Kicking and screaming its way out of the silence and into the spotlight, we find Ronnue’s rendition of the iconic “Sex Shooter” almost bursting at the seams with a hearty synth melody before we even know what to do with it. Set to a swaggering tempo that picks up the grind of its original incarnation and twists it into something a little more suited for Ronnue’s unique style of play, “Sex Shooter” is the perfect song to get the new album Covers in motion, and as it spills into the withheld beat of “Fire,” it quickly becomes clear that this is not your mom and dad’s cover album. Covers is too epic a listen for this to be the case, and it has a way of getting our attention right off the top no matter how many times you’ve heard it – or the source material – before.
“Being With You” brings Lisa G. Allen into the studio for a marvelous sonic tryst with Ronnue that gets a second life later on in the concluding track “What Can I Do For You,” and I personally think these two songs are reason enough to pick up a copy of this record before the season is over. There’s a warmth to their chemistry inside of the booth that isn’t something you can come across just any old day in the pop music genre, and if provided the time and space to do as much, I haven’t any doubts as to whether or not they could create an entire album full of provocative listens like these.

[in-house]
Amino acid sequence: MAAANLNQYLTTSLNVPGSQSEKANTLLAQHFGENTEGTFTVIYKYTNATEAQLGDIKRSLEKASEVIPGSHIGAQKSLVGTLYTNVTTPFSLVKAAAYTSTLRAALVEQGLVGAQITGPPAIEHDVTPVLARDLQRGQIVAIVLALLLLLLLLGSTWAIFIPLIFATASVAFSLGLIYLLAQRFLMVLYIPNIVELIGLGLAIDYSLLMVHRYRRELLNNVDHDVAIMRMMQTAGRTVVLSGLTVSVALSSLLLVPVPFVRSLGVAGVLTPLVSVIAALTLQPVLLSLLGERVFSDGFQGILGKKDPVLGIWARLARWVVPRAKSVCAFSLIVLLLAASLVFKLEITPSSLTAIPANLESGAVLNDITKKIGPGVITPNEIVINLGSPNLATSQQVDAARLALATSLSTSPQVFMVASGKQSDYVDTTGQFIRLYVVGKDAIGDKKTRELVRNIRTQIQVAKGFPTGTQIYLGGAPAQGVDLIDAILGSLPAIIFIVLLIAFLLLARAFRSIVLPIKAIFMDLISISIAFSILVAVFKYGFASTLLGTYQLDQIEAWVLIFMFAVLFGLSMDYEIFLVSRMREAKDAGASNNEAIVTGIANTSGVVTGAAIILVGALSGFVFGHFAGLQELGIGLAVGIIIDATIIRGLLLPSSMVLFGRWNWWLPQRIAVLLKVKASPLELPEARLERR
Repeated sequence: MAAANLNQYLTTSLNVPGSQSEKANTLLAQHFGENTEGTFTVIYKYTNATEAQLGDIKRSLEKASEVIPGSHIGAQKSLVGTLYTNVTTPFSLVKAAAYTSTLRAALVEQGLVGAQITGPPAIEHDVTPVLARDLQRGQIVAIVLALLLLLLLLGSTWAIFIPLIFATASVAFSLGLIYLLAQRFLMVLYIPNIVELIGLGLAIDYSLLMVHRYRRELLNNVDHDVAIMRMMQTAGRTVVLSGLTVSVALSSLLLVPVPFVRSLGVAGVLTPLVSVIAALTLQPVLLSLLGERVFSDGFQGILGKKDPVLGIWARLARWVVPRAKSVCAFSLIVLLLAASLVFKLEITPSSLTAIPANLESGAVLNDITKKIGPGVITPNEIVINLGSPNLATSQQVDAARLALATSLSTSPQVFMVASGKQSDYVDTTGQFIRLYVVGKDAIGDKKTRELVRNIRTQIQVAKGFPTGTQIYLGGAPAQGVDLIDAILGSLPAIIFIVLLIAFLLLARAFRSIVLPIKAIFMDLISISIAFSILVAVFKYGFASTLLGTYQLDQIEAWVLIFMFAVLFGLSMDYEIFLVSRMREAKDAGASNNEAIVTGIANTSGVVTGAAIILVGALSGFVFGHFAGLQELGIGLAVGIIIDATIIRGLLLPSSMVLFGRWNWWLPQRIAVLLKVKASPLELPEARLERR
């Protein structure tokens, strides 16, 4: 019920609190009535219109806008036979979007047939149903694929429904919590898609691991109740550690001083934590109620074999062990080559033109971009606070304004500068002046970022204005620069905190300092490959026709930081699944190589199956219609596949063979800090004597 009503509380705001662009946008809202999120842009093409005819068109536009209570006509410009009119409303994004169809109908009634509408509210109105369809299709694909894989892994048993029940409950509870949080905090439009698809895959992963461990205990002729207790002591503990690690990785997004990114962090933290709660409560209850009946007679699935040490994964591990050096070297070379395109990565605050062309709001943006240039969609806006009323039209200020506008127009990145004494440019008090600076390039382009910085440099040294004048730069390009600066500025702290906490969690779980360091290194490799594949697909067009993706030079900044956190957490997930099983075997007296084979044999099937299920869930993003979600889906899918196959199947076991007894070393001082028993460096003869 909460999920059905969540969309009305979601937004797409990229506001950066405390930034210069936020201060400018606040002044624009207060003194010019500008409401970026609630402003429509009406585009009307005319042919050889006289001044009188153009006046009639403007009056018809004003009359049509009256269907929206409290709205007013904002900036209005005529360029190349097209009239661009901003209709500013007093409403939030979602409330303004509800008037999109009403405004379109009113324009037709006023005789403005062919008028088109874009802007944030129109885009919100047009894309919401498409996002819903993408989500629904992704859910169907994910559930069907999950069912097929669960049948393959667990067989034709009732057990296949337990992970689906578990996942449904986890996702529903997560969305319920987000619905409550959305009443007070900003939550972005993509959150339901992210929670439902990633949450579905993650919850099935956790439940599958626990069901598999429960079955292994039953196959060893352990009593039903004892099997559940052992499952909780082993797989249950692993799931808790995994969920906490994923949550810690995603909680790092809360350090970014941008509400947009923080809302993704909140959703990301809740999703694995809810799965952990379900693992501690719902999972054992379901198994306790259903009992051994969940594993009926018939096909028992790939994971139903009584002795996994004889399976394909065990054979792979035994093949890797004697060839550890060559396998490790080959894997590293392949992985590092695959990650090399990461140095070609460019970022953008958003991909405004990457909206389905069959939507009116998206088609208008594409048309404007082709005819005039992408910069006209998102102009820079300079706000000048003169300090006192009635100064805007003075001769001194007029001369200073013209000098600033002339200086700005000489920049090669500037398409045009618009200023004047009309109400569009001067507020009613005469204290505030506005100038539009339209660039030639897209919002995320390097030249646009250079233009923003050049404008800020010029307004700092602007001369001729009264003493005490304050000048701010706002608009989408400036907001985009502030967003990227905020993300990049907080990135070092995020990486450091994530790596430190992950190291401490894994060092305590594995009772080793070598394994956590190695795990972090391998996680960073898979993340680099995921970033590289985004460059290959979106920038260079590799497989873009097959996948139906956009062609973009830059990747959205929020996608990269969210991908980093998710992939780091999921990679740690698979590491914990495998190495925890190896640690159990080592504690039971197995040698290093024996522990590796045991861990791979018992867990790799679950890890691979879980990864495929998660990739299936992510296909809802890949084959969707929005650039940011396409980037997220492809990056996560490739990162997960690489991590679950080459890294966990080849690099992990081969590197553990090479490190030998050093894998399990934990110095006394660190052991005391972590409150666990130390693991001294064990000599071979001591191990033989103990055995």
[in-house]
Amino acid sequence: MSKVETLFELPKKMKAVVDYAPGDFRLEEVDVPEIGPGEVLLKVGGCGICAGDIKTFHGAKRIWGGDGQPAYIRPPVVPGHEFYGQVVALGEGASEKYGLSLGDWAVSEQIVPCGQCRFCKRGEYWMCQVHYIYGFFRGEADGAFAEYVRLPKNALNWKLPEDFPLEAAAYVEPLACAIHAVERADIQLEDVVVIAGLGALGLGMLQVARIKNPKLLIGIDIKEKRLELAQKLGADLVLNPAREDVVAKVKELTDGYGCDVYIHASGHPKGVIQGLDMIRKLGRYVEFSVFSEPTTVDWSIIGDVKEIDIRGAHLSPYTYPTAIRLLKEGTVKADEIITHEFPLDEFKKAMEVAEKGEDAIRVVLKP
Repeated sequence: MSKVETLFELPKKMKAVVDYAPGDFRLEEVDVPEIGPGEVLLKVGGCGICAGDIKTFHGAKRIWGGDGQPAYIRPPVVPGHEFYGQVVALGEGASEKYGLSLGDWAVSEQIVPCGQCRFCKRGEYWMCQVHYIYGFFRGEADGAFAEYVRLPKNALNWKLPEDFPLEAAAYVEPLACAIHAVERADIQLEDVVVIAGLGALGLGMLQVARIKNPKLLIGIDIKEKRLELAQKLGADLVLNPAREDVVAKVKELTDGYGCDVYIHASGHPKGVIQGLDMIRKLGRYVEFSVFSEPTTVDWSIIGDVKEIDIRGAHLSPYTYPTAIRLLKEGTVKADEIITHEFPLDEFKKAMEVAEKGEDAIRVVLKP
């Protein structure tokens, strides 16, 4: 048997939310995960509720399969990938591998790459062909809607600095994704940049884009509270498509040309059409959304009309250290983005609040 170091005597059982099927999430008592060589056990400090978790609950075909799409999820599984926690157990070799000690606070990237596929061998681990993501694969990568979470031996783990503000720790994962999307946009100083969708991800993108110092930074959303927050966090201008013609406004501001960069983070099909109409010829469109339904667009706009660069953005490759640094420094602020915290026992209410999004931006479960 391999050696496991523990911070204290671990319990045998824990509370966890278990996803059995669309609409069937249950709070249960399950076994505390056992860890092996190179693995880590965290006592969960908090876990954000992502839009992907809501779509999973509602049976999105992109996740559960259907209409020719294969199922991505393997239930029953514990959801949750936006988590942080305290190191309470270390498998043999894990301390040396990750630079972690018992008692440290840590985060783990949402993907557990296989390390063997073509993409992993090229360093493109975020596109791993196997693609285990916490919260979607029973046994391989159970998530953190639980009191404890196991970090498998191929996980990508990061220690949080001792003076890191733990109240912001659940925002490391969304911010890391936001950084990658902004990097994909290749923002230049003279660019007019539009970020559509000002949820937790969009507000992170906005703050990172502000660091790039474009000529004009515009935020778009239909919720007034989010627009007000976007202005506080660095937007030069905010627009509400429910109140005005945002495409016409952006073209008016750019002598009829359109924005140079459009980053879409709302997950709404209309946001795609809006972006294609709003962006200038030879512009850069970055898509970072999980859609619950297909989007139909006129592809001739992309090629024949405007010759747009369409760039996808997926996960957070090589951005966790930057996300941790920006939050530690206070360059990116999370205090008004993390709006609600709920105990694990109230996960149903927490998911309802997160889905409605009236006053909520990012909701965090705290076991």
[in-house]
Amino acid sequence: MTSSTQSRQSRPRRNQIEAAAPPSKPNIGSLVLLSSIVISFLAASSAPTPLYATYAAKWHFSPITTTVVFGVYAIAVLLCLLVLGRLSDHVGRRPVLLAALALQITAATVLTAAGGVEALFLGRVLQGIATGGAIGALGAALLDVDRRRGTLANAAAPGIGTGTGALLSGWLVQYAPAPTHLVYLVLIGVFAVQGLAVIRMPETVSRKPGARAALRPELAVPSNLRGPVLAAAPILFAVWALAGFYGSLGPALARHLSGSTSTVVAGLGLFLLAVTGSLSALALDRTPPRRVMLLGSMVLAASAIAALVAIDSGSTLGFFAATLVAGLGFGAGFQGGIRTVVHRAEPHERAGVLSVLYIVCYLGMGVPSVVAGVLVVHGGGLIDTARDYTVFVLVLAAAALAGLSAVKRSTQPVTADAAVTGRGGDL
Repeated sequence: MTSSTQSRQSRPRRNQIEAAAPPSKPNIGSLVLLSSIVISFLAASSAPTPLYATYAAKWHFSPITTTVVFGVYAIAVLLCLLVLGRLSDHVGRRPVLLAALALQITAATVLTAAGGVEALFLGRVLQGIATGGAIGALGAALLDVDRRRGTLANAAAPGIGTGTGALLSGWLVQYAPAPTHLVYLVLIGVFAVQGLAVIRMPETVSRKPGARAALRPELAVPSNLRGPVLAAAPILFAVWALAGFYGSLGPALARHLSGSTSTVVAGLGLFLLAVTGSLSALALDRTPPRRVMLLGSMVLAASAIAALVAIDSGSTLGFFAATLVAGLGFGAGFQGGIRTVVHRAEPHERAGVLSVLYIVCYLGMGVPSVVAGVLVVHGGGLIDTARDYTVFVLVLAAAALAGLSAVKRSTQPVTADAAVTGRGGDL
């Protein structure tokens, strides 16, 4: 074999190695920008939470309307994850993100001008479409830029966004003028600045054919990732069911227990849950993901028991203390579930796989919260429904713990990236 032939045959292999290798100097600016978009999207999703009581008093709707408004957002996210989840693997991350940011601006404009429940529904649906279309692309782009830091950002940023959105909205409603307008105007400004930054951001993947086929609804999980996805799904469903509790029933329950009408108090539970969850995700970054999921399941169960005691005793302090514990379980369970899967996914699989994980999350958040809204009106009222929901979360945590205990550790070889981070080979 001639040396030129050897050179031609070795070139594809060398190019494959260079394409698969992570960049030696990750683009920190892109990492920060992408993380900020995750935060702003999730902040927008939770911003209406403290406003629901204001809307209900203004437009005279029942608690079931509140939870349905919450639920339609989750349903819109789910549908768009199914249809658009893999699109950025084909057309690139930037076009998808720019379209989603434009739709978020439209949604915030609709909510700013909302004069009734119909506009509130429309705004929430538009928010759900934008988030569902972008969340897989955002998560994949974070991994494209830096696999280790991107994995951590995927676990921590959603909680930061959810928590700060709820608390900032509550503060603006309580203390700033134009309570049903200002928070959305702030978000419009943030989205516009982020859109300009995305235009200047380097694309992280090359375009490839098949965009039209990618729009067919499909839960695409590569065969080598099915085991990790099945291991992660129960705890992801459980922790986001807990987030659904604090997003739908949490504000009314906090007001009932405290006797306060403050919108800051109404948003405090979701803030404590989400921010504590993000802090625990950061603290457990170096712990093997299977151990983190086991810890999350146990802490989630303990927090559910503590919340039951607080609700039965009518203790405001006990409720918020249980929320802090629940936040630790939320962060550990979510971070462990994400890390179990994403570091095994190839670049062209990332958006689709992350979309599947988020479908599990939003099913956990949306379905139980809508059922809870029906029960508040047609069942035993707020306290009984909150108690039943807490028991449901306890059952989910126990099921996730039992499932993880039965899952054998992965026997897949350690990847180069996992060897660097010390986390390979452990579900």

When I first say “I Can’t Tell You Why” in this tracklist, I got chills. Introduction 2 Retro-Funk featured some very soulful lead vocals, and to some degree many of them reminded me of the classic harmonies featured in this song’s original version; much to my surprise, however, Ronnue whips out an entirely different skillset for this particular performance in Covers. He’s so soft and vulnerable it’s almost as though he could be crushed by the pulsating drumbeat in the backdrop; his kinship with the melody is undeniable, while his delivery is, in a word, captivating. His reworking of “That’s the Way Love Goes” is equally unique, but between the two, I think “I Can’t Tell You Why” needs to be considered the most elite solo performance on the LP.
While I expected some of the grooves in “She’s Always in My Hair” with this latest release from Ronnue, I definitely did not expect to find the larger than life melodic trappings they’re accompanied by in tracks like this one, “Fire,” and every other song on Covers. The approach, if you’re a fan of his music, is nothing new, but the energy is absolutely refreshed and focused in a fashion that fits the theme of 2020 breathtakingly well. Though Covers is, well, a cover album, it’s absolutely an essential piece of Ronnue’s discography, and to all of those who still haven’t heard his work (somehow), I’d recommend picking it up immediately.